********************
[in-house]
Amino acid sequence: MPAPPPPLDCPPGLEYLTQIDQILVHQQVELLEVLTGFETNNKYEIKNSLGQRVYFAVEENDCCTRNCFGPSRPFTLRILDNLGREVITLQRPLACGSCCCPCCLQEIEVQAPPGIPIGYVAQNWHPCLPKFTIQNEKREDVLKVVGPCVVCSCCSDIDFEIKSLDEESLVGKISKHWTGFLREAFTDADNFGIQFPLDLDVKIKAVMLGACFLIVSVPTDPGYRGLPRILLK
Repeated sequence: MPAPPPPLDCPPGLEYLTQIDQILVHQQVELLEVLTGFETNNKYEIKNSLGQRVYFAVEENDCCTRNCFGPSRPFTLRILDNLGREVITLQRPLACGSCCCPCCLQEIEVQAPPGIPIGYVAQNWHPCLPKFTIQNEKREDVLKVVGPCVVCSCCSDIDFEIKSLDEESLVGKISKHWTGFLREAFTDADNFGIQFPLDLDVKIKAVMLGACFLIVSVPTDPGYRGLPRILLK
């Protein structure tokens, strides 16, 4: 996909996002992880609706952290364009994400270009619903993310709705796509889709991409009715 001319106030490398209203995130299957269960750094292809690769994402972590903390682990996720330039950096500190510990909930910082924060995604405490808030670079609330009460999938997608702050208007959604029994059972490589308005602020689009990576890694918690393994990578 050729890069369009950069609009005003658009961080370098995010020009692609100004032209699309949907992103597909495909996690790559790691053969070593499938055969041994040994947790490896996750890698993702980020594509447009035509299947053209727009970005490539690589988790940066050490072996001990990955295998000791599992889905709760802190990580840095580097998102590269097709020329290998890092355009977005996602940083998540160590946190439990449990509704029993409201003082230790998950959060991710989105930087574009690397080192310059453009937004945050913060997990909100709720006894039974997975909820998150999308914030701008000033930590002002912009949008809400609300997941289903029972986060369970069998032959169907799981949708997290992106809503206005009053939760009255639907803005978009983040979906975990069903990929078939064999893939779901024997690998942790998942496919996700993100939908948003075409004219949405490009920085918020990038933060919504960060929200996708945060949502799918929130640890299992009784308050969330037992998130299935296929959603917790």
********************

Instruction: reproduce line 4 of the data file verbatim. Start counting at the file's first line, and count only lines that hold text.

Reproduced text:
């Protein structure tokens, strides 16, 4: 996909996002992880609706952290364009994400270009619903993310709705796509889709991409009715 001319106030490398209203995130299957269960750094292809690769994402972590903390682990996720330039950096500190510990909930910082924060995604405490808030670079609330009460999938997608702050208007959604029994059972490589308005602020689009990576890694918690393994990578 050729890069369009950069609009005003658009961080370098995010020009692609100004032209699309949907992103597909495909996690790559790691053969070593499938055969041994040994947790490896996750890698993702980020594509447009035509299947053209727009970005490539690589988790940066050490072996001990990955295998000791599992889905709760802190990580840095580097998102590269097709020329290998890092355009977005996602940083998540160590946190439990449990509704029993409201003082230790998950959060991710989105930087574009690397080192310059453009937004945050913060997990909100709720006894039974997975909820998150999308914030701008000033930590002002912009949008809400609300997941289903029972986060369970069998032959169907799981949708997290992106809503206005009053939760009255639907803005978009983040979906975990069903990929078939064999893939779901024997690998942790998942496919996700993100939908948003075409004219949405490009920085918020990038933060919504960060929200996708945060949502799918929130640890299992009784308050969330037992998130299935296929959603917790």